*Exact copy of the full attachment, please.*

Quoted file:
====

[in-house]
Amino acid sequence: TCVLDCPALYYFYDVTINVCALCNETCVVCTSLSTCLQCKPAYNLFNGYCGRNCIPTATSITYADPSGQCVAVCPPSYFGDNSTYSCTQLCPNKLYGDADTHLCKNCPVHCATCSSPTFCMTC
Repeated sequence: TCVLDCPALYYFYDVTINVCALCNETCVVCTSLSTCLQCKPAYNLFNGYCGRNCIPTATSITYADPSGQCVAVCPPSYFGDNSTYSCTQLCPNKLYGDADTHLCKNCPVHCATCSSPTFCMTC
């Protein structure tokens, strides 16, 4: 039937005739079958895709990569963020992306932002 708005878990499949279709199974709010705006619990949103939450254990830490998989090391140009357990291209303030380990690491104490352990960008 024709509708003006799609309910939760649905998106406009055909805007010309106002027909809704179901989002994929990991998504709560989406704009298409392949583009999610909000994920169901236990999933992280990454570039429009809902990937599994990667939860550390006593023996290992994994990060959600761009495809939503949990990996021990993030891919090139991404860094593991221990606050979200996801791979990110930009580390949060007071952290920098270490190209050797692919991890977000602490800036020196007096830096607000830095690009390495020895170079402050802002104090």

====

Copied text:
[in-house]
Amino acid sequence: TCVLDCPALYYFYDVTINVCALCNETCVVCTSLSTCLQCKPAYNLFNGYCGRNCIPTATSITYADPSGQCVAVCPPSYFGDNSTYSCTQLCPNKLYGDADTHLCKNCPVHCATCSSPTFCMTC
Repeated sequence: TCVLDCPALYYFYDVTINVCALCNETCVVCTSLSTCLQCKPAYNLFNGYCGRNCIPTATSITYADPSGQCVAVCPPSYFGDNSTYSCTQLCPNKLYGDADTHLCKNCPVHCATCSSPTFCMTC
């Protein structure tokens, strides 16, 4: 039937005739079958895709990569963020992306932002 708005878990499949279709199974709010705006619990949103939450254990830490998989090391140009357990291209303030380990690491104490352990960008 024709509708003006799609309910939760649905998106406009055909805007010309106002027909809704179901989002994929990991998504709560989406704009298409392949583009999610909000994920169901236990999933992280990454570039429009809902990937599994990667939860550390006593023996290992994994990060959600761009495809939503949990990996021990993030891919090139991404860094593991221990606050979200996801791979990110930009580390949060007071952290920098270490190209050797692919991890977000602490800036020196007096830096607000830095690009390495020895170079402050802002104090």